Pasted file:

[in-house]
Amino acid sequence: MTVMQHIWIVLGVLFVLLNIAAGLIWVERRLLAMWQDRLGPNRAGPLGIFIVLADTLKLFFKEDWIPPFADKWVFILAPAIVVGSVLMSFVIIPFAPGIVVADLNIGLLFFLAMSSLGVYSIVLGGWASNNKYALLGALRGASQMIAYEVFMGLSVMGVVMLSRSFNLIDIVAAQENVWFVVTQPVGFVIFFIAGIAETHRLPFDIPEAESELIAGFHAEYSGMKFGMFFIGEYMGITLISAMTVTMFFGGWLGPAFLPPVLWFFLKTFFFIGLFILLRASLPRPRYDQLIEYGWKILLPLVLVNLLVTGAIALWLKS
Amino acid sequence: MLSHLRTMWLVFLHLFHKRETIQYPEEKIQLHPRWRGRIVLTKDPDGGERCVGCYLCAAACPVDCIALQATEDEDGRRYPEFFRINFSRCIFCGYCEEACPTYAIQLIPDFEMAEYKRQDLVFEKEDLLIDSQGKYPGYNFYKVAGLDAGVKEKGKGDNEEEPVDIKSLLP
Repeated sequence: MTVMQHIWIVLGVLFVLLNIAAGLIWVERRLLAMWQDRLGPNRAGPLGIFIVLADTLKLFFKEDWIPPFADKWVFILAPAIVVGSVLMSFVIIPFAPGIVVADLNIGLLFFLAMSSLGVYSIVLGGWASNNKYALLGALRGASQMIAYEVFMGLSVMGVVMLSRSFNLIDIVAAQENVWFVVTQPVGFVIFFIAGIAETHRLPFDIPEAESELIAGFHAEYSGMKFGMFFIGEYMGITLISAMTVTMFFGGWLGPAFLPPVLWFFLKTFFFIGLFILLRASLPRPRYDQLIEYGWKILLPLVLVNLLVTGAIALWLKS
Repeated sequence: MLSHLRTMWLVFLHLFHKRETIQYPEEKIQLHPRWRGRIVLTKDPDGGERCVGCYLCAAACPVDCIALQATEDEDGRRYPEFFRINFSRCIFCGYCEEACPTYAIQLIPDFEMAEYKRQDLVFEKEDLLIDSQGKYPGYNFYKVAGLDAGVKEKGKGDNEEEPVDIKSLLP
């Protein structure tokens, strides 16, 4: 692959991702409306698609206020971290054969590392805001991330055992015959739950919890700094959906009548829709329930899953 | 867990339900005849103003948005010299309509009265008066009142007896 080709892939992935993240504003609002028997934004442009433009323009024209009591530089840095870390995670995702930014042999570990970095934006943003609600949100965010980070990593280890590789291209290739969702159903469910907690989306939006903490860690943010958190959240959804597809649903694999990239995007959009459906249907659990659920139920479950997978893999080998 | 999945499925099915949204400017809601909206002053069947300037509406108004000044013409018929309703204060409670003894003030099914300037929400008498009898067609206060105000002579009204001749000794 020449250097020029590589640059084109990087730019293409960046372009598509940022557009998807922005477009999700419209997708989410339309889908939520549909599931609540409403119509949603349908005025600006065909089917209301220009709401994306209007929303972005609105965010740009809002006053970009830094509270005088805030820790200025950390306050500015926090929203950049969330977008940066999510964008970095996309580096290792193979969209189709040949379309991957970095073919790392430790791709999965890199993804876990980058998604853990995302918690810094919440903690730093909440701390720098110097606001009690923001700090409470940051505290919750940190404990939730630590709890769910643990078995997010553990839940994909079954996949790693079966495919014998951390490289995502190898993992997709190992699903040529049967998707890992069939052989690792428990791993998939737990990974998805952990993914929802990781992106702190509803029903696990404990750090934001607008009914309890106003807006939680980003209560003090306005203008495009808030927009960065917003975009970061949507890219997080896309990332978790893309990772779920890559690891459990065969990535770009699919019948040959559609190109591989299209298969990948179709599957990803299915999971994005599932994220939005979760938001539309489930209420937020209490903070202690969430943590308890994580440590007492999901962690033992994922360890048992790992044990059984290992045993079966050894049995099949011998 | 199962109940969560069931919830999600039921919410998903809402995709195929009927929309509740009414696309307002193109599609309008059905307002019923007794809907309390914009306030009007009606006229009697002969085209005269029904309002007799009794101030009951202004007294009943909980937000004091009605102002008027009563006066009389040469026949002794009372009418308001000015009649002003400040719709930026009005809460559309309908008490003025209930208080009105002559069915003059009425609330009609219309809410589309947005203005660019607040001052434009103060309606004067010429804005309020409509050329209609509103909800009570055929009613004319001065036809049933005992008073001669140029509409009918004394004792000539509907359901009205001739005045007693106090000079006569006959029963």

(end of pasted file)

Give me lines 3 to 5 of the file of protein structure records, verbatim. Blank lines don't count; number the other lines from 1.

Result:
Amino acid sequence: MLSHLRTMWLVFLHLFHKRETIQYPEEKIQLHPRWRGRIVLTKDPDGGERCVGCYLCAAACPVDCIALQATEDEDGRRYPEFFRINFSRCIFCGYCEEACPTYAIQLIPDFEMAEYKRQDLVFEKEDLLIDSQGKYPGYNFYKVAGLDAGVKEKGKGDNEEEPVDIKSLLP
Repeated sequence: MTVMQHIWIVLGVLFVLLNIAAGLIWVERRLLAMWQDRLGPNRAGPLGIFIVLADTLKLFFKEDWIPPFADKWVFILAPAIVVGSVLMSFVIIPFAPGIVVADLNIGLLFFLAMSSLGVYSIVLGGWASNNKYALLGALRGASQMIAYEVFMGLSVMGVVMLSRSFNLIDIVAAQENVWFVVTQPVGFVIFFIAGIAETHRLPFDIPEAESELIAGFHAEYSGMKFGMFFIGEYMGITLISAMTVTMFFGGWLGPAFLPPVLWFFLKTFFFIGLFILLRASLPRPRYDQLIEYGWKILLPLVLVNLLVTGAIALWLKS
Repeated sequence: MLSHLRTMWLVFLHLFHKRETIQYPEEKIQLHPRWRGRIVLTKDPDGGERCVGCYLCAAACPVDCIALQATEDEDGRRYPEFFRINFSRCIFCGYCEEACPTYAIQLIPDFEMAEYKRQDLVFEKEDLLIDSQGKYPGYNFYKVAGLDAGVKEKGKGDNEEEPVDIKSLLP